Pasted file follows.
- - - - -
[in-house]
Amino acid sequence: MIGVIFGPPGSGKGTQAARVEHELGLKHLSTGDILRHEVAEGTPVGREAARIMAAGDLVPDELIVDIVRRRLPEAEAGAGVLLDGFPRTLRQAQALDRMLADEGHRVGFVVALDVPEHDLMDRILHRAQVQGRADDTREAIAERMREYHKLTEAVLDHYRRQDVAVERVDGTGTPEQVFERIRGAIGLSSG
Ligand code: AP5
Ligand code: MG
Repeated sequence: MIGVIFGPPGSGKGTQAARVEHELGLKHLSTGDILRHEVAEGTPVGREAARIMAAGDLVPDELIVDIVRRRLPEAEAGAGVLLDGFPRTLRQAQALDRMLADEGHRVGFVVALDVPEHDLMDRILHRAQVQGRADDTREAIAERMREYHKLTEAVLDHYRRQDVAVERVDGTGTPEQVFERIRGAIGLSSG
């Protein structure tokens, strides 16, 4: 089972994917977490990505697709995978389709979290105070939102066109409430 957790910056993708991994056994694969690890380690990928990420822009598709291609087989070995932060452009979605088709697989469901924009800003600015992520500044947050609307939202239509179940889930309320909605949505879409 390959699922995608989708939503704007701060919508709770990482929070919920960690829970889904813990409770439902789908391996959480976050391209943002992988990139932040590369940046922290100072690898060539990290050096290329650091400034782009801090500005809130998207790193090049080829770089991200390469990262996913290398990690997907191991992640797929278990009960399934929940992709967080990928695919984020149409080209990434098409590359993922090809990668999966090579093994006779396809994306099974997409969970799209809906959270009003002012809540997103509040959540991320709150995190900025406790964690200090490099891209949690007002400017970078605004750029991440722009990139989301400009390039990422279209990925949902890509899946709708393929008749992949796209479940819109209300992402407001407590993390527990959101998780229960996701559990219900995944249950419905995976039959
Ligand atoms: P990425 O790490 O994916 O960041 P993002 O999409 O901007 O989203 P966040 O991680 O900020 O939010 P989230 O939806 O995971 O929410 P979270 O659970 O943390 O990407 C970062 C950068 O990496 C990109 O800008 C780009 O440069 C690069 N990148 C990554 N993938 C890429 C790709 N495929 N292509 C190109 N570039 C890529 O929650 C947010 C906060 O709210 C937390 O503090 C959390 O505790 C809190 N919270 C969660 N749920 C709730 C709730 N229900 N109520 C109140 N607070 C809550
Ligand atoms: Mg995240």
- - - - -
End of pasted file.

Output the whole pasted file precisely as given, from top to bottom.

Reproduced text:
[in-house]
Amino acid sequence: MIGVIFGPPGSGKGTQAARVEHELGLKHLSTGDILRHEVAEGTPVGREAARIMAAGDLVPDELIVDIVRRRLPEAEAGAGVLLDGFPRTLRQAQALDRMLADEGHRVGFVVALDVPEHDLMDRILHRAQVQGRADDTREAIAERMREYHKLTEAVLDHYRRQDVAVERVDGTGTPEQVFERIRGAIGLSSG
Ligand code: AP5
Ligand code: MG
Repeated sequence: MIGVIFGPPGSGKGTQAARVEHELGLKHLSTGDILRHEVAEGTPVGREAARIMAAGDLVPDELIVDIVRRRLPEAEAGAGVLLDGFPRTLRQAQALDRMLADEGHRVGFVVALDVPEHDLMDRILHRAQVQGRADDTREAIAERMREYHKLTEAVLDHYRRQDVAVERVDGTGTPEQVFERIRGAIGLSSG
């Protein structure tokens, strides 16, 4: 089972994917977490990505697709995978389709979290105070939102066109409430 957790910056993708991994056994694969690890380690990928990420822009598709291609087989070995932060452009979605088709697989469901924009800003600015992520500044947050609307939202239509179940889930309320909605949505879409 390959699922995608989708939503704007701060919508709770990482929070919920960690829970889904813990409770439902789908391996959480976050391209943002992988990139932040590369940046922290100072690898060539990290050096290329650091400034782009801090500005809130998207790193090049080829770089991200390469990262996913290398990690997907191991992640797929278990009960399934929940992709967080990928695919984020149409080209990434098409590359993922090809990668999966090579093994006779396809994306099974997409969970799209809906959270009003002012809540997103509040959540991320709150995190900025406790964690200090490099891209949690007002400017970078605004750029991440722009990139989301400009390039990422279209990925949902890509899946709708393929008749992949796209479940819109209300992402407001407590993390527990959101998780229960996701559990219900995944249950419905995976039959
Ligand atoms: P990425 O790490 O994916 O960041 P993002 O999409 O901007 O989203 P966040 O991680 O900020 O939010 P989230 O939806 O995971 O929410 P979270 O659970 O943390 O990407 C970062 C950068 O990496 C990109 O800008 C780009 O440069 C690069 N990148 C990554 N993938 C890429 C790709 N495929 N292509 C190109 N570039 C890529 O929650 C947010 C906060 O709210 C937390 O503090 C959390 O505790 C809190 N919270 C969660 N749920 C709730 C709730 N229900 N109520 C109140 N607070 C809550
Ligand atoms: Mg995240």